For many decades the Concours scene has been very strong and recently we are definitely seeing a broader range in age span and nationalities attending. These events will continue to be extremely popular into the future especially if racing & rally events are somewhat reduced due to energy regulations.
How do you go about choosing the themes and classes for the Concours?
Our roles as curators are to suggest ideas and themes to the Steering Committee, which is headed by Peter Read - Motoring Committee Chairman of the RAC, along with Andrew Evans - Managing Director of Thorough Events, who run the London Concours - and a team of notable ‘petrolheads’. A great aspect of London Concours is the ability to have themes you wouldn’t normally see at other Concours events – including the very popular ‘Outlaws’ and the ‘Made In Germany’ classes. This year, for example, we have a class dedicated to Hot Rods in ‘Speed of Sand’, in partnership with the Ace Café.
What are the challenges with curating the cars that will be on display?
Each year the Committee needs to choose interesting examples in Concours condition that have not been featured at the event before, and not necessarily been seen by the public in recent times. This is something that becomes much more difficult the rarer a car is or during anniversary celebrations for specific marques or models.
Any exciting star cars you can reveal for the 2020 London Concours?
Not a car specifically, but ‘The Collector’ class this year will feature the personal collection of Ian Callum CBE. We could see a Vulcan this year in the ‘Great Marques: Aston Martin’ class to Lancia rally legends like the Stratos, 037 and Delta in ‘Lancia Legends’.
Flavien, could you please tell us a bit more about your fantastic motoring archives, as well as a bit about your grandfather, Serge Pozzoli, who started the collection?
I purchased the wonderful collection of my Late grandfather Serge Pozzoli, from his estate, 20 years ago, then purchased Christian Moity’s, the great French historian and journalist, nearly 10 years ago and most recently in 2017 Ferret Fotographics, the unique motorsport image library built up over decades by Ted Walker, which comprises over 7-million original images. I also acquired some smaller collections from individual photographers over the years and collected plenty of material myself during my many years of work as a motoring journalist and editor. The various collections fit amazingly well together and the archive is very much orientated towards racing, now known as the Flavien Marçais Collection.
Together you organise the GT & Sports Car Cup, as you mentioned, for Pre-66 GTs and Pre-63 Sports Cars of a type that were raced in the World Endurance Championship in period. Vanessa, you find much overlap between those in the racing world and those in the Concours world?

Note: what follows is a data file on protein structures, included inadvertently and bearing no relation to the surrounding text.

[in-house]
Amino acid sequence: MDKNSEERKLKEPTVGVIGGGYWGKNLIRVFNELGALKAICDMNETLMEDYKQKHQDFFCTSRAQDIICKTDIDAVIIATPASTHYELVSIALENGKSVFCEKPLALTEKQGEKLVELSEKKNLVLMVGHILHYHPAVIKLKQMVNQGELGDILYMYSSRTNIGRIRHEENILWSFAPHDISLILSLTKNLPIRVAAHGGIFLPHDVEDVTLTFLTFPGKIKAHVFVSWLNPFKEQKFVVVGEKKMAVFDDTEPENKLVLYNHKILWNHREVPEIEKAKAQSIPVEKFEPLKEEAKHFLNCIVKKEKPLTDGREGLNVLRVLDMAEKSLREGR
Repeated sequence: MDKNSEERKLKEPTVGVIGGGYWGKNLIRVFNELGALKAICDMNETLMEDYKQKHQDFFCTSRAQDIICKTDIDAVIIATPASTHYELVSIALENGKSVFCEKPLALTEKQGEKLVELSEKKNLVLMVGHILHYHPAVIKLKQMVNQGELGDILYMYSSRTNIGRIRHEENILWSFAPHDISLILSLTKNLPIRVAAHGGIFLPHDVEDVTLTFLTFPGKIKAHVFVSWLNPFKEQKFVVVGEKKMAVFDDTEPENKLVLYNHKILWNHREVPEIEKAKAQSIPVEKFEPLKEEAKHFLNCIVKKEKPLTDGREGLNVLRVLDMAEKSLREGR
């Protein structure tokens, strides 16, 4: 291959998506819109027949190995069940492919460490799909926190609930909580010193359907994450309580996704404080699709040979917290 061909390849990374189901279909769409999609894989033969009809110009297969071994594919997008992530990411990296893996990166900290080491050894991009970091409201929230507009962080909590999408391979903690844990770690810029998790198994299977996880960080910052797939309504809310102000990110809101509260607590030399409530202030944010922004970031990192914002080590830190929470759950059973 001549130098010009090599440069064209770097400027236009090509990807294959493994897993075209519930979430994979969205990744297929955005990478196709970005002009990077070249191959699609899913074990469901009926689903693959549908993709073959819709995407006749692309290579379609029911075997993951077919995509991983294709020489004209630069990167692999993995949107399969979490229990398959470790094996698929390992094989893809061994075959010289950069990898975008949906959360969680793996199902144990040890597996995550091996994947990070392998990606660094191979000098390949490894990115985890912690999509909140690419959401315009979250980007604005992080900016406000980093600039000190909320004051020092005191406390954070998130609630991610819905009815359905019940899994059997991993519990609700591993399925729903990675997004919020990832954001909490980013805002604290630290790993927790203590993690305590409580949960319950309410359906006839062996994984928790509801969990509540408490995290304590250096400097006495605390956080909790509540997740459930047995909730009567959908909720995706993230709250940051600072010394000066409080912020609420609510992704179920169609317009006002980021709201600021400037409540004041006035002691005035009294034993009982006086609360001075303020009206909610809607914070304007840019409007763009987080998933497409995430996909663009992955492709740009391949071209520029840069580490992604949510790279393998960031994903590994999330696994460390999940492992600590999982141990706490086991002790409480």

Well, that’s quite an interesting question. There’s a small cross over but generally we find that the racers stick to the track events and the Concours entrants are committed to a static display. It’s a completely different approach preparing a car for 2 hours of side-by-side action versus putting it up against some of the most pristine vehicles assembled to take home the coveted 1st place rosette.
Will the impending domination of alternative energy vehicles help or hinder classic car events like London Concours and race series like the GT & Sports Car Cup?
Time will tell, but in my opinion, owners of original and genuine historic cars will treasure them even more so. Hopefully it will also amplify their desire to race, rally and showcase the vehicles worldwide.
Continuing on macro topics of the moment, do you think that COVID-19 will have a lasting impact on the motoring world?
In the short term we’re seeing an abundance of owners, entrants and racers who are currently ‘chomping at the bit’ and very keen to get back out on the road, concours lawn and track to make the most of their prized possessions. It’s hard to tell what the lasting impact COVID-19 will have, but I feel that in all walks of life, not just within the motoring world, it will change many of our perspectives.
How about a few quick-fire questions to end on Vanessa.
Concours or racing? Racing.
Restored or patina? You already know the answer to that – patina!
Sports Cars or Grand Prix Cars? Sports Cars.
C Type or D Type? C Type.
Favourite Circuit? Nordschleife.
Favourite car ever raced? C Type.
Any car you’ve missed out on? You’ll have to ask me that again in a few years. The game’s not over yet!
The London Concours will be held at the Honourable Artillery Company from August 19th – 20th.